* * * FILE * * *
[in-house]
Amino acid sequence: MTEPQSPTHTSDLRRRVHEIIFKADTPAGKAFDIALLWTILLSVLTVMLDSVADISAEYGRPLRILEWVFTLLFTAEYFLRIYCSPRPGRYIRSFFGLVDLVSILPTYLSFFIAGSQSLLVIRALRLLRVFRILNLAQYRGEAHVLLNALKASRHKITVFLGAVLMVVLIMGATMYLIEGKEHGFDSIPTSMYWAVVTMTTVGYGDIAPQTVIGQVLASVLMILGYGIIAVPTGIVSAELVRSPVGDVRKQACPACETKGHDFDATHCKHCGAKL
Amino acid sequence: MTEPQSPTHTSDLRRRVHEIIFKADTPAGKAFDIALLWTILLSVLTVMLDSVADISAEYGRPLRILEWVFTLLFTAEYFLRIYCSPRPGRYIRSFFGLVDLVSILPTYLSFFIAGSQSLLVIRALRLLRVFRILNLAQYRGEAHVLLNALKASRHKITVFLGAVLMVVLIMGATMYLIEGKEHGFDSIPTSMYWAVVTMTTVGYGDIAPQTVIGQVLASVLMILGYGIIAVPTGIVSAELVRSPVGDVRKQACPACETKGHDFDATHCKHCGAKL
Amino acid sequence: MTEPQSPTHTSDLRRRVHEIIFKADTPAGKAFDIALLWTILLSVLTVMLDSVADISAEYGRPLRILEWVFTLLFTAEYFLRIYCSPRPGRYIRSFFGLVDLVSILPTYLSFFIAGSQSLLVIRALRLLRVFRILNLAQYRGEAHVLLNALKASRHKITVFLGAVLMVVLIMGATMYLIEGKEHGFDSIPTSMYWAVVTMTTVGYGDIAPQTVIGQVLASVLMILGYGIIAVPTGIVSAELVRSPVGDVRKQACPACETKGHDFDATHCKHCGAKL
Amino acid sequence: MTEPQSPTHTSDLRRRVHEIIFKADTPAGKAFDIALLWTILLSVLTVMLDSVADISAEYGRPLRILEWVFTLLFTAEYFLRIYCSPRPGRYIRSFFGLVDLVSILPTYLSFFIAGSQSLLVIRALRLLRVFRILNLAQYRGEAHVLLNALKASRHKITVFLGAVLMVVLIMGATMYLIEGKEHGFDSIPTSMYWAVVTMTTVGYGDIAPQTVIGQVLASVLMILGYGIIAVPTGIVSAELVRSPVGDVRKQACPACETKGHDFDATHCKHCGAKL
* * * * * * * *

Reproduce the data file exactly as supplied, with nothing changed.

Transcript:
[in-house]
Amino acid sequence: MTEPQSPTHTSDLRRRVHEIIFKADTPAGKAFDIALLWTILLSVLTVMLDSVADISAEYGRPLRILEWVFTLLFTAEYFLRIYCSPRPGRYIRSFFGLVDLVSILPTYLSFFIAGSQSLLVIRALRLLRVFRILNLAQYRGEAHVLLNALKASRHKITVFLGAVLMVVLIMGATMYLIEGKEHGFDSIPTSMYWAVVTMTTVGYGDIAPQTVIGQVLASVLMILGYGIIAVPTGIVSAELVRSPVGDVRKQACPACETKGHDFDATHCKHCGAKL
Amino acid sequence: MTEPQSPTHTSDLRRRVHEIIFKADTPAGKAFDIALLWTILLSVLTVMLDSVADISAEYGRPLRILEWVFTLLFTAEYFLRIYCSPRPGRYIRSFFGLVDLVSILPTYLSFFIAGSQSLLVIRALRLLRVFRILNLAQYRGEAHVLLNALKASRHKITVFLGAVLMVVLIMGATMYLIEGKEHGFDSIPTSMYWAVVTMTTVGYGDIAPQTVIGQVLASVLMILGYGIIAVPTGIVSAELVRSPVGDVRKQACPACETKGHDFDATHCKHCGAKL
Amino acid sequence: MTEPQSPTHTSDLRRRVHEIIFKADTPAGKAFDIALLWTILLSVLTVMLDSVADISAEYGRPLRILEWVFTLLFTAEYFLRIYCSPRPGRYIRSFFGLVDLVSILPTYLSFFIAGSQSLLVIRALRLLRVFRILNLAQYRGEAHVLLNALKASRHKITVFLGAVLMVVLIMGATMYLIEGKEHGFDSIPTSMYWAVVTMTTVGYGDIAPQTVIGQVLASVLMILGYGIIAVPTGIVSAELVRSPVGDVRKQACPACETKGHDFDATHCKHCGAKL
Amino acid sequence: MTEPQSPTHTSDLRRRVHEIIFKADTPAGKAFDIALLWTILLSVLTVMLDSVADISAEYGRPLRILEWVFTLLFTAEYFLRIYCSPRPGRYIRSFFGLVDLVSILPTYLSFFIAGSQSLLVIRALRLLRVFRILNLAQYRGEAHVLLNALKASRHKITVFLGAVLMVVLIMGATMYLIEGKEHGFDSIPTSMYWAVVTMTTVGYGDIAPQTVIGQVLASVLMILGYGIIAVPTGIVSAELVRSPVGDVRKQACPACETKGHDFDATHCKHCGAKL